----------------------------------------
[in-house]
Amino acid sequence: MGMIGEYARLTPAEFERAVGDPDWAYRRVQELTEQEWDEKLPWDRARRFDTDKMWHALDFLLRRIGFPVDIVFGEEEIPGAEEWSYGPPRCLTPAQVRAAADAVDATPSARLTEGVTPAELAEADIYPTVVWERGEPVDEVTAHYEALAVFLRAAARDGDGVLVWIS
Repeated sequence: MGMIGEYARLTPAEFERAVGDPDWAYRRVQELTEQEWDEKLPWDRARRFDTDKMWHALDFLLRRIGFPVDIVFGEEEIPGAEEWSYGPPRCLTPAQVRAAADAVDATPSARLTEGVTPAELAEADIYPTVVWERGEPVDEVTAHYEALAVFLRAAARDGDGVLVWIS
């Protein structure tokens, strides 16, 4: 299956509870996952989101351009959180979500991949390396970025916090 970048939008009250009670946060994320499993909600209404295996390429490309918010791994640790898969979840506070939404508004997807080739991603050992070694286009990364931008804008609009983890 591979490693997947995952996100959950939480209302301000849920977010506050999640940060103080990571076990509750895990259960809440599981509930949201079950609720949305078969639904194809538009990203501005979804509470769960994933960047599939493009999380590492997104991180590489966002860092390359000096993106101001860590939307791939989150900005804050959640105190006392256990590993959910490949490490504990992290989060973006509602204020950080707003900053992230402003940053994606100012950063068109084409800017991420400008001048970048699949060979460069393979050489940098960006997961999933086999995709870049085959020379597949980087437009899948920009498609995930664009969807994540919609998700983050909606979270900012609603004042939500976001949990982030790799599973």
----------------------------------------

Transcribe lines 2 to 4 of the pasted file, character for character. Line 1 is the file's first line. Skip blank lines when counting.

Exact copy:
Amino acid sequence: MGMIGEYARLTPAEFERAVGDPDWAYRRVQELTEQEWDEKLPWDRARRFDTDKMWHALDFLLRRIGFPVDIVFGEEEIPGAEEWSYGPPRCLTPAQVRAAADAVDATPSARLTEGVTPAELAEADIYPTVVWERGEPVDEVTAHYEALAVFLRAAARDGDGVLVWIS
Repeated sequence: MGMIGEYARLTPAEFERAVGDPDWAYRRVQELTEQEWDEKLPWDRARRFDTDKMWHALDFLLRRIGFPVDIVFGEEEIPGAEEWSYGPPRCLTPAQVRAAADAVDATPSARLTEGVTPAELAEADIYPTVVWERGEPVDEVTAHYEALAVFLRAAARDGDGVLVWIS
């Protein structure tokens, strides 16, 4: 299956509870996952989101351009959180979500991949390396970025916090 970048939008009250009670946060994320499993909600209404295996390429490309918010791994640790898969979840506070939404508004997807080739991603050992070694286009990364931008804008609009983890 591979490693997947995952996100959950939480209302301000849920977010506050999640940060103080990571076990509750895990259960809440599981509930949201079950609720949305078969639904194809538009990203501005979804509470769960994933960047599939493009999380590492997104991180590489966002860092390359000096993106101001860590939307791939989150900005804050959640105190006392256990590993959910490949490490504990992290989060973006509602204020950080707003900053992230402003940053994606100012950063068109084409800017991420400008001048970048699949060979460069393979050489940098960006997961999933086999995709870049085959020379597949980087437009899948920009498609995930664009969807994540919609998700983050909606979270900012609603004042939500976001949990982030790799599973």